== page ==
From the chairman: Questions remain around exports ahead of EU exit

NFU livestock board chairman Richard Findlay

The EU transition period is due to finish at the end of the year, and with a few months left to go, there are still plenty of issues to deal with if we are to ensure that UK livestock farmers are able to trade with the EU.

We need approval of the UK as third country to be able to export to EU. This means the EU recognises that we meet the standards on animal health and biosecurity necessary to access their market. While media speculation suggests there will be a positive outcome, it is not a given and this approval is vital to ensure the EU markets remains open to UK exports of beef and lamb.

As a third country, UK exports will need to be accompanied by Export Health Certificates (EHCs), which must be signed by an Official Veterinarian (OV). The potential subclauses in these could have serious ramifications for our sector, such as the requirement for animals to be resident on the same holding for 40 days prior to export.

There is also concern within the veterinary industry about the number of vets that will be available to sign these certificates. As a result, the NFU is engaging with government at the highest level to ensure the concerns of the livestock industry are properly understood and we continue to call for more clarity around the terms of trade with the EU at the end of the year.

Relabelling products

There is also an issue with the health marque and the labelling of product. At the end of the transition period we will have to change from using the old EC(UK) marque to a new GB one. However, there is an outstanding question about when this change should happen. Currently this change is due to happen overnight at the end of the transition period from 1 January 2021.

But as products will be going into store now that will be exported next year or may be on the water over New Year’s Eve, there is an issue as by the time it arrives the mark it should carry will have changed. Relabelling product at the stroke of midnight on 31 December is not at option, nor is leaving product unlabelled, nor using the new marque early without a change in the law. The NFU is working with the meat industry and is calling for a solution from government that causes as little disruption to exporters as possible.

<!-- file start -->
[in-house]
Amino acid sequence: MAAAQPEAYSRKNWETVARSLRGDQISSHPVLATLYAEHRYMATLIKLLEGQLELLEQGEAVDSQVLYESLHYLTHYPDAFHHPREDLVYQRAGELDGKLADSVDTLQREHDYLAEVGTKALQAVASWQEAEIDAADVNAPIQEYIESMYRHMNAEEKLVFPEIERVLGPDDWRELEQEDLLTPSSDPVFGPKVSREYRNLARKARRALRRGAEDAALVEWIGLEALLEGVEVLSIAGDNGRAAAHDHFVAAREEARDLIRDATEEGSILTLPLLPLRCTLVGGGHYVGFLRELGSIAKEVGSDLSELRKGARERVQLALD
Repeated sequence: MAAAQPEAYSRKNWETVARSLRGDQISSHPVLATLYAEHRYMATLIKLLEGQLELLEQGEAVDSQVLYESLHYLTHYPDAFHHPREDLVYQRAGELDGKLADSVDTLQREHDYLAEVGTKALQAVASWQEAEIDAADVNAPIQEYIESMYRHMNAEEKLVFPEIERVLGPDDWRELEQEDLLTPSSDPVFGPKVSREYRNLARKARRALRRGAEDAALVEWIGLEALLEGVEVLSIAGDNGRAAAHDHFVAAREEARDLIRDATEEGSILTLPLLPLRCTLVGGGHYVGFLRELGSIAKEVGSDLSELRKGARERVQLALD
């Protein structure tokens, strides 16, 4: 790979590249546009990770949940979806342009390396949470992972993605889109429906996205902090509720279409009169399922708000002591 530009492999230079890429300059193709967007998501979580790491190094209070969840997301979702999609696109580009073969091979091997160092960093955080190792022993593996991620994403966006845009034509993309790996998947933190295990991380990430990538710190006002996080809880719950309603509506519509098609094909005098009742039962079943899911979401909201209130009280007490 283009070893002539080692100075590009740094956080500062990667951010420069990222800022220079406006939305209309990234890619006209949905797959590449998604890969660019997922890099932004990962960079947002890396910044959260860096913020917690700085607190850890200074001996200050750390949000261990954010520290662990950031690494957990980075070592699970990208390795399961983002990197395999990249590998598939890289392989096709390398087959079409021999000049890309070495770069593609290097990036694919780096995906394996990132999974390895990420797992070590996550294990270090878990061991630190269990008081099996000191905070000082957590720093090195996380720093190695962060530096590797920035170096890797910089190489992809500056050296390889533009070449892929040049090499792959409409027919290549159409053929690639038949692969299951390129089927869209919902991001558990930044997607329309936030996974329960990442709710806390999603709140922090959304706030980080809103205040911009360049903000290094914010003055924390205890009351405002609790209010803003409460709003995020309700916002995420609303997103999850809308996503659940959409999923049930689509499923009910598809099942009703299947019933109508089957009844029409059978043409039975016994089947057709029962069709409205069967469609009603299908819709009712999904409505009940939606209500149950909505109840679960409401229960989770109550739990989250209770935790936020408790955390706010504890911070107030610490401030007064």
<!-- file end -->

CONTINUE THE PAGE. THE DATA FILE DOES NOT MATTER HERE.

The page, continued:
Traffic management procedures

The port of Dover continues to be under the media spotlight as Operation Brock, the traffic prioritisation project for the port, continues to develop. It has been confirmed that currently there are no plans to prioritise the export of agri-food goods beyond day-old chicks and fish, as a result everything will sit in the queue, which could potentially last several days.

Dover has confirmed that it will not currently accept any live animals. This of major concern to the NFU given the Dover-Calais route is the main crossing for live exports from the UK on to the continent. The issue is complicated further as there are currently no French ports approved to deal with live animals from third countries. The NFU has written to a number of French and Dutch ports including Calais, Dunkirk, Dieppe, Zeebrugge and Rotterdam alongside the NSA, NBA and NPA to encourage these ports to become Boarder Control Posts (BCP) and hence accept UK live animal exports.

Our visit to Rungis food market in Paris last year showed how important the EU market is to UK lamb producers. The NFU will continue to lobby for as free and frictionless a trade deal as possible.

Defra webinars on animal exports:

Register here for one of Defra's free webinars throughout October and November to learn more about what you need to do from 1 January 2021 to export live animals and animal products (fish, dairy, poultry, meat, animal feed) from GB to the EU.

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